Wyden asks BLM to cut fees for Cycle Oregon
By Paul Fattig
For the Tidings
U.S. Sen. Ron Wyden has asked the U.S. Bureau of Land Management to either drop or dramatically reduce the $10,000 it intends to charge 2009 Cycle Oregon when the group pedals through portions of the agency's Medford District this September.
"Since the ride will use only about 35 miles of BLM-constructed roadway and one campground lunch stop, I believe your decision deserves an immediate review," Oregon's senior U.S. senator wrote in a letter to Ed Shepherd, state BLM director. "Hopefully it will result in waiving the fee altogether or significantly reducing it.
"Cycle Oregon not only enhances Oregon tourism, it gives riders who may not be familiar with rural Oregon an opportunity to become acquainted with local residents and learn about their communities," he added. "The benefits of this learning experience and its proven success in promoting the enjoyment and appreciation of rural Oregon in an environmentally benign way far outweigh the benefits BLM receives from collecting a fee."
But the BLM isn't backpedaling.
"We determined that the basic fee to do the route is $10,990 for the commercial use of BLM public land," said Jim Whittington, spokesman for the Medford District.
Guided by its national policy regulations, the agency estimated the cost based on the amount of expected use and the percentage of Cycle Oregon's gross revenue, he said. There also is a flat fee for use of the Elderberry Flat Campground southeast of Glendale in the Glendale Resource Area, he said.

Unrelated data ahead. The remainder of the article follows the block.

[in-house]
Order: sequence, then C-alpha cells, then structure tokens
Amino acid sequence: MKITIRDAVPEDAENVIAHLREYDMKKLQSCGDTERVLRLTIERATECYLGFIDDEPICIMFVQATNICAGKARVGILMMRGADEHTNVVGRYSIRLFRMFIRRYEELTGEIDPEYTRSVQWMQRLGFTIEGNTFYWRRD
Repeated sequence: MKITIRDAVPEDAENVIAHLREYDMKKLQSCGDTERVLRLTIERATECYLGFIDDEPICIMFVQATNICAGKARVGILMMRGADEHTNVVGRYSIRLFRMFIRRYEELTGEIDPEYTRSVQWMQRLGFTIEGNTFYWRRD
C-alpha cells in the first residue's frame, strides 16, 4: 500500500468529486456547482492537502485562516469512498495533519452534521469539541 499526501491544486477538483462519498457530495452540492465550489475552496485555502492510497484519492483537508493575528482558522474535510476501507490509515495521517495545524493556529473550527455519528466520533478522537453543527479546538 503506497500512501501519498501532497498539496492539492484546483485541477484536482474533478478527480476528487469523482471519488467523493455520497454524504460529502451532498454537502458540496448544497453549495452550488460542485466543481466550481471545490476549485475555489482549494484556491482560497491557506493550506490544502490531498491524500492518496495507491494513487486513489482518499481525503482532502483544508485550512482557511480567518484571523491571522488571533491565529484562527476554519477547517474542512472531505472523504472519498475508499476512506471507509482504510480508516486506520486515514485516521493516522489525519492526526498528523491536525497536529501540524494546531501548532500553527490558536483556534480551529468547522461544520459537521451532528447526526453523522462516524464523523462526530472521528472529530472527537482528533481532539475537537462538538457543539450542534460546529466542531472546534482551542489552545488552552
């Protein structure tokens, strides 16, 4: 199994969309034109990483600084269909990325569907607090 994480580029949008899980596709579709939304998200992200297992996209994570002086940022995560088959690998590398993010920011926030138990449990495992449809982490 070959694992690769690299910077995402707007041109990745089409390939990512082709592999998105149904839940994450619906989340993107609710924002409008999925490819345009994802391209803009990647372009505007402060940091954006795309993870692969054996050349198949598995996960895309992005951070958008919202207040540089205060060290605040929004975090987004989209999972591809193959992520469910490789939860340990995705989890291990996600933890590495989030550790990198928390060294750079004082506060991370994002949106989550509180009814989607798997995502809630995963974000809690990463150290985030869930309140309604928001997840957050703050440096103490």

"The fees are intended to be a fair return in return for use of the public land," he said. "We understand the idea you shouldn't have to pay to use a road. But we do charge other organizations as we are allowed to. If we make an exception for Cycle Oregon, other organizations will want the same. We will be shortening the public the money we should be getting.
"This isn't a precedent," he added. "We charge for logging trucks and car rallies."
During the event, BLM law-enforcement officers and recreational specialists will be monitoring the riders, he said.
"They could adjust the fee at that point," he said. "It's just an estimate now. It could be a different number when it's over."
Unlike the U.S. Forest Service, which often works with Cycle Oregon and has developed a long-term permit that has a flat fee, the BLM has had little experience with the annual tour de Oregon, he said.
"We hope to work with them in the future, to help them figure out ways to lower their cost on BLM land," he said. "We fully agree it is a great organization. We are very supportive of the things they do. But we need to be fair with everybody who uses public lands and treat them all the same."
Cycle Oregon officials could not be reached for comment by late Tuesday afternoon.
In Medford, the City Council has approved letting Cycle Oregon participants camp at Fichtner-Mainwaring Park Sept. 11-12. Under the agreement, Cycle Oregon will pay the city $2,182 for camping at Fichtner-Mainwaring and $1,100 for using Jackson Park for parking from Sept. 12-19.
From Medford, the expected 2,000 riders will roll south into California with stops in Yreka and Happy Camp. The cyclists then will loop north toward Lake Selmac, Glendale, Grants Pass and back to Medford.
For more information on Cycle Oregon and this year's tour, check out www.cycleoregon.com.
Reach reporter Paul Fattig at 776-4496 or e-mail him at firstname.lastname@example.org.